In January 1942 I followed the Wellingtons to the Middle East, sailing in His Majesty’s Troopship (HMT) Mooltan via Freetown and Durban where we were given a wonderful welcome by the South African families. I determined that I would return one day and I did so 25 years later. From there I went to Port Tewfik in Egypt (in the New Amsterdam to give her the Dutch name in English). From there to Kasfareet, then to Helwan, on to Zerka (in Trans-Jordan) attached to the Trans-Jordan Frontier Force (TJFF) for signals duties and then on to Ramat David in Palestine (now Israel) to join 74 Squadron. After a distinguished performance in the Battle of Britain the squadron was without aircraft and the ground staff were servicing the first American B-24 Liberator bombers of the 98th Heavy Bombardment Group (HBG). I was to assist in running the signals. The squadron’s pilots had no aircraft of their own (they had been lost at sea en route to the Middle East) and were in the Western Desert flying in a combined 145/74 Squadron with 145’s aircraft. We moved from Ramat David to Hadera and then on to Teheran in Persia (now Iran). Hopefully we thought we would get brand new Spitfires. They duly arrived but were given to the Russians and we got clapped-out old Hurricanes instaed!
In April 1943 74 went to Shaibah in Iraq and I was posted to Sharjah in Trucial Oman at the end of the Persian Gulf. Here I managed to fly as often as possible in the Blenheims of 244 Squadron and one, O for Orange, serial BA 437, sank U-boat U-533, the only one sunk in that area, at map reference 28.28N, 56.50E. Her call sign was L5BO and I had flown in her the day before. It is ironic that the Ministry of Defence states now that service at Sharjah did not count for the award of the 1939-4 Star as it was not an operational area! Just how one sinks a U-boat without being operational is not clear. We moved to Masirah Island with ‘stickleback’ Wellington XIIIs, so-called because of the three aerials on the spine. Thence I flew to Aden in a Lockheed Hudson on my 21st birthday on 17th April 1944. In January 1945 I returned to England in HMT The Duchess of Richmond (known to the troops as ‘the drunken duchess’ because she rolled so much) arriving in February 1945 and being posted to RAF Haverfordwest in West Wales with hundreds of redundant aircrew. I was engaged on HF/DF duties mainly doing QGH (letdown through cloud) exercises.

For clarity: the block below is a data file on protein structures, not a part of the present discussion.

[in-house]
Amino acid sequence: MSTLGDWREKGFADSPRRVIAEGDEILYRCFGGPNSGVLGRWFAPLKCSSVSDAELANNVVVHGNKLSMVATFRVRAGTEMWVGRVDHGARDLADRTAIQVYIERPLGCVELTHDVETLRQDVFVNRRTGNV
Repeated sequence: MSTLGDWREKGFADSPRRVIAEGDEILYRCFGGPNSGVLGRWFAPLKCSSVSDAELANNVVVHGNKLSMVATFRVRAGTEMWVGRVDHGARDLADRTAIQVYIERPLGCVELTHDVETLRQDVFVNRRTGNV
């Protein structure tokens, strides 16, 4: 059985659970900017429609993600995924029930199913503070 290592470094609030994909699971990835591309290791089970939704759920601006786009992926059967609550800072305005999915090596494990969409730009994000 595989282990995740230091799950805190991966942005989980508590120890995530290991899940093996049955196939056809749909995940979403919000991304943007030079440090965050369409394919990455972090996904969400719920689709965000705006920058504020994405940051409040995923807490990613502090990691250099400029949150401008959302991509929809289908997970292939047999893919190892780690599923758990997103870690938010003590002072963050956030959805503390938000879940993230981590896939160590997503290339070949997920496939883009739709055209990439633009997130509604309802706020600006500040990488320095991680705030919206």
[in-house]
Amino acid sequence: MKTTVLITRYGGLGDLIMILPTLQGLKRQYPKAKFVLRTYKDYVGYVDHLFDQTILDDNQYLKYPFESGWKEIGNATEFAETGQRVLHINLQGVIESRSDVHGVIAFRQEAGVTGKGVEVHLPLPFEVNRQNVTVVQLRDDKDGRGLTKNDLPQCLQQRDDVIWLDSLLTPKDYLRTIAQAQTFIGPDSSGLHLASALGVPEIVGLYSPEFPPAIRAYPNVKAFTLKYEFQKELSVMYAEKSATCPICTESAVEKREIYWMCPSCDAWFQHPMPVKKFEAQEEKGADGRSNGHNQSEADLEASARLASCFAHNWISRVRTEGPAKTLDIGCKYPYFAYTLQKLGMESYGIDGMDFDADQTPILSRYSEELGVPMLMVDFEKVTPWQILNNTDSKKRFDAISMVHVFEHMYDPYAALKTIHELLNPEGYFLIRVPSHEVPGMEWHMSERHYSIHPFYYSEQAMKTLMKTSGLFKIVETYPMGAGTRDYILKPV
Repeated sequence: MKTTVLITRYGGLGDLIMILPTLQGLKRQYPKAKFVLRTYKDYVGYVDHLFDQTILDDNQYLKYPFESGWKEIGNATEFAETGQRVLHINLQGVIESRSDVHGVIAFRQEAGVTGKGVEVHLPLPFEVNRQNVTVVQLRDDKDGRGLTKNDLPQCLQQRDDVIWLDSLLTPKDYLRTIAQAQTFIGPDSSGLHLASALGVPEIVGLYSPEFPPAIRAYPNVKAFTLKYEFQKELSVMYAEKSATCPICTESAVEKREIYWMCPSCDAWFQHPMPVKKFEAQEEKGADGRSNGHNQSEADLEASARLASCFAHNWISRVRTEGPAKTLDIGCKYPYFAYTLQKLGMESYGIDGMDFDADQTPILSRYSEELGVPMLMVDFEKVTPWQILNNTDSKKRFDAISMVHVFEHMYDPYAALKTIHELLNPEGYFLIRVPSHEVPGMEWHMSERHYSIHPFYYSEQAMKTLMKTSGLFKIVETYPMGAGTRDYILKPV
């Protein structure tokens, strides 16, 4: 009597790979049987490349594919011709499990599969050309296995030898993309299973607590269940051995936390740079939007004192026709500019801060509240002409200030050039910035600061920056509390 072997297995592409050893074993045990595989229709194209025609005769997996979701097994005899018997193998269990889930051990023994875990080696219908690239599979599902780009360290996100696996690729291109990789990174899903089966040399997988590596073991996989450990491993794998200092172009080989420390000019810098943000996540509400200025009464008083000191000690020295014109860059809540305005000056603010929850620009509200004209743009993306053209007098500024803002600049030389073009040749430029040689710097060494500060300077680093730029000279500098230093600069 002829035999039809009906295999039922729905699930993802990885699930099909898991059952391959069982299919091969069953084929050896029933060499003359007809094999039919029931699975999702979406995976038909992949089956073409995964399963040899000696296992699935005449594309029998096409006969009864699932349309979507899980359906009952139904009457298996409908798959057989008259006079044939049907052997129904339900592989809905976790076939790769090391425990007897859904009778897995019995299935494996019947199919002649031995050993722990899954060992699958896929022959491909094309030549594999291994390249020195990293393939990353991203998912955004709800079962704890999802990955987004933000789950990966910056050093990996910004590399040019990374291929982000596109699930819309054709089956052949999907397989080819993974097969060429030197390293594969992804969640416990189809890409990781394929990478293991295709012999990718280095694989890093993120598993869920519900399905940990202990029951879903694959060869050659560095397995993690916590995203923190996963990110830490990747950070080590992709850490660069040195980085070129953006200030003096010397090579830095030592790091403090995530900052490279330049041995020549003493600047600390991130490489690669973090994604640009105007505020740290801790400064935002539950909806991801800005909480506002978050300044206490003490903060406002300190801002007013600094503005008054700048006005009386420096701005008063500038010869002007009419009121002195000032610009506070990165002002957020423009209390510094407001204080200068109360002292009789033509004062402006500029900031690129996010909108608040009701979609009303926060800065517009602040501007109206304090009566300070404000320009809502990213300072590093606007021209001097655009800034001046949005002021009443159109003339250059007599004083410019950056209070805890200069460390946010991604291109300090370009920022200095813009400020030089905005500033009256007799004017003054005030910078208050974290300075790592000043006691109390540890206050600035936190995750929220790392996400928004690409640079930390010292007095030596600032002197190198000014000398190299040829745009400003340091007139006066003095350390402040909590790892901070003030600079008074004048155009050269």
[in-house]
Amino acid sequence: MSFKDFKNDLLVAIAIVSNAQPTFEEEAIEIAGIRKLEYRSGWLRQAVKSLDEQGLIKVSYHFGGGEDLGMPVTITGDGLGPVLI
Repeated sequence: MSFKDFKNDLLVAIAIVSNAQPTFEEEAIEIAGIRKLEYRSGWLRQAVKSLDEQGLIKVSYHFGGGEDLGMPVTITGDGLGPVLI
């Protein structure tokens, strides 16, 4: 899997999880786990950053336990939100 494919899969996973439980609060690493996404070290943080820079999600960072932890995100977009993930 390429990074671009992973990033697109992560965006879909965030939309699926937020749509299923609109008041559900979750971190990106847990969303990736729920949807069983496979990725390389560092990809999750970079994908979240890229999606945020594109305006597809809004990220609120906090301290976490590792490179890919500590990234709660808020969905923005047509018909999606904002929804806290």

I was posted in August 1945 to Mount Batten near Plymouth for HF/DF duty with the Sunderlands of 10 (RAAF) Squadron. They had already sunk six U-boats and their flying boats were wonderful aircraft. I was back with Mosquitoes again at RAF Chivenor on detachment for a while and then back to Mount Batten before being demobilised in the old Wembley Stadium on May 23rd 1946.
I decided to return to the RAF in 1962 as an Education Officer on a 16-year-commission. I was given the rank of Flying Officer by virtue of my qualifications and previous RAF service and was promoted to Flight Lieutenant in 1963. I was promoted again to Squadron Leader in 1965 but in November came the Rhodesian Unilateral Declaration of Independence (UDI). I did not want to run the risk of being posted there with a Hunter squadron as had been mooted so I retired without pension in July 1966 and went to South Africa to work for African Explosives and Chemical Industries as an Education Officer. I became editor of the South African Military History Society Journal and Curator of Aviation for some time and was asked to become a Professional Officer at the Museum. In 1980 I was served on the border as a Major in the South African Air Force Citizen Force in which post I had been commissioned in 1977.
The Tidy years have seen their ups and downs but I have lived a wonderfully full life – and as Edith Piaf sings non, je regrette rien and Frank Sinatra I did it my way.
Doug’s Website may be viewed :-